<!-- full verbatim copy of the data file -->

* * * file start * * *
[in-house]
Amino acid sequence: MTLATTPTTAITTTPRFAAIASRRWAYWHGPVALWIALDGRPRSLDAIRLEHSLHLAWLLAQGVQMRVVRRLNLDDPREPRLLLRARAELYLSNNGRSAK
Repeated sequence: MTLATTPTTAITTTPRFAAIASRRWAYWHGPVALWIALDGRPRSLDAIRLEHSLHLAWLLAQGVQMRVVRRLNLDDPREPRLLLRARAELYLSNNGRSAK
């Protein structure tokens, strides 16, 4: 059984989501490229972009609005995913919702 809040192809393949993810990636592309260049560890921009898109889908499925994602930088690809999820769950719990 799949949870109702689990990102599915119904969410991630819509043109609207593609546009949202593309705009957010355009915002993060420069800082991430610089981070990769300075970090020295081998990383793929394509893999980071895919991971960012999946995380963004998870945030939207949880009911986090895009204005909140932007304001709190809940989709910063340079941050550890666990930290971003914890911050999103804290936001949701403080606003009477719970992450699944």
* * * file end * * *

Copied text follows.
[in-house]
Amino acid sequence: MTLATTPTTAITTTPRFAAIASRRWAYWHGPVALWIALDGRPRSLDAIRLEHSLHLAWLLAQGVQMRVVRRLNLDDPREPRLLLRARAELYLSNNGRSAK
Repeated sequence: MTLATTPTTAITTTPRFAAIASRRWAYWHGPVALWIALDGRPRSLDAIRLEHSLHLAWLLAQGVQMRVVRRLNLDDPREPRLLLRARAELYLSNNGRSAK
């Protein structure tokens, strides 16, 4: 059984989501490229972009609005995913919702 809040192809393949993810990636592309260049560890921009898109889908499925994602930088690809999820769950719990 799949949870109702689990990102599915119904969410991630819509043109609207593609546009949202593309705009957010355009915002993060420069800082991430610089981070990769300075970090020295081998990383793929394509893999980071895919991971960012999946995380963004998870945030939207949880009911986090895009204005909140932007304001709190809940989709910063340079941050550890666990930290971003914890911050999103804290936001949701403080606003009477719970992450699944």